An older generation of women who preferred to work within state institutions figured prominently in the early part of the decade. When John F. Kennedy established the President’s Commission on the Status of Women in 1961, former first lady Eleanor Roosevelt headed the effort. The Commission’s Invitation to Action was released in 1963. Finding discriminatory provisions in the law and practices of industrial, labor, and governmental organizations, the Commission advocated for “changes, many of them long overdue, in the conditions of women’s opportunity in the United States.” Change was necessary in areas of employment practices, federal tax and benefit policies affecting women’s income, labor laws, and services for women as wives, mothers, and workers. This call for action, if heeded, would ameliorate the types of discrimination primarily experienced by middle-class and elite white working women, all of whom were used to advocating through institutional structures like government agencies and unions.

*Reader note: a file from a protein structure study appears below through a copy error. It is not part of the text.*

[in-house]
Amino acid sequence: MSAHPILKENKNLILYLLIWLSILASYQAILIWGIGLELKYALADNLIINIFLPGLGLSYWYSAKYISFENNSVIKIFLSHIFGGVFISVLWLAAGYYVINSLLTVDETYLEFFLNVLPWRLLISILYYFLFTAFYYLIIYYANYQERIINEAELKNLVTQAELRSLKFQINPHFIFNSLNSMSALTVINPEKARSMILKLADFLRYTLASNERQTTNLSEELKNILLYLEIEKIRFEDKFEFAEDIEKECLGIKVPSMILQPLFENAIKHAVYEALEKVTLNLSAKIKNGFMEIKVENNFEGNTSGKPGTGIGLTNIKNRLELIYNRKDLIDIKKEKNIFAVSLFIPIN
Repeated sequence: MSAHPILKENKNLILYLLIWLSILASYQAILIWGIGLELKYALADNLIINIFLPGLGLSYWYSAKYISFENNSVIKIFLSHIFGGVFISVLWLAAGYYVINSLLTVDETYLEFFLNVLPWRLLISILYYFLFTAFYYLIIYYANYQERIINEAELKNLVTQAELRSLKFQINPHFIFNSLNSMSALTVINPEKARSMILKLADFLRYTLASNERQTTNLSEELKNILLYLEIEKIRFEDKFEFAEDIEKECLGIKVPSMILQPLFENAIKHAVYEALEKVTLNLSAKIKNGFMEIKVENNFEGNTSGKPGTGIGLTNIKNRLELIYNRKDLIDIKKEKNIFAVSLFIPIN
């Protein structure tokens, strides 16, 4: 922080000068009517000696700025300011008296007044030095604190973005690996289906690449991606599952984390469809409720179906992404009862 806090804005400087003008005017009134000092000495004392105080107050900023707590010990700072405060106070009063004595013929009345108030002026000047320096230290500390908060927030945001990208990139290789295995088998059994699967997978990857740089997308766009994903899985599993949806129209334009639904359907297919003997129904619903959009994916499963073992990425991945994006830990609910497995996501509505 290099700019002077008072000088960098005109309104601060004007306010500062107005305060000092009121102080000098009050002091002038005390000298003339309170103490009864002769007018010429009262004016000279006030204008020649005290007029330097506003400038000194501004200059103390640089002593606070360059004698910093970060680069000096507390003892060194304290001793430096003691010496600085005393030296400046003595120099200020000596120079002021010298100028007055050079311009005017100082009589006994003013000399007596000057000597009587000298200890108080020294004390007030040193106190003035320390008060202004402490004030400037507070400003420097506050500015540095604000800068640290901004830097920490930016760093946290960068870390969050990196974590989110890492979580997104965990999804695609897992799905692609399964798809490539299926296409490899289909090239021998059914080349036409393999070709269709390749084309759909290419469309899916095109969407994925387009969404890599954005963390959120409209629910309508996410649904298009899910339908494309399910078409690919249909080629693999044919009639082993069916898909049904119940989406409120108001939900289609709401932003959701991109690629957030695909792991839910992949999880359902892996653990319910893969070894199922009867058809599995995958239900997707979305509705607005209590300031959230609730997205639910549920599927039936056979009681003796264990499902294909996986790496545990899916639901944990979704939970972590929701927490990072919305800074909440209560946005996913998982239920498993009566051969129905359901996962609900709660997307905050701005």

Betty Friedan’s Feminine Mystique hit bookshelves the same year the Commission released its report. Friedan had been active in the union movement, and was by this time a mother in the new suburban landscape of post-war America. In her book, Friedan labeled the “problem that has no name,” and in doing so helped many white middle-class American women come to see their dissatisfaction as housewives not as something “wrong with [their] marriage, or [themselves],” but instead as a social problem experienced by millions of American women. Friedan observed that there was a “discrepancy between the reality of [women’s] lives and the image to which we were trying to conform, the image I call the feminine mystique.” No longer would women allow society to blame the “problem that has no name” on a loss of femininity, too much education, or too much female independence and equality with men.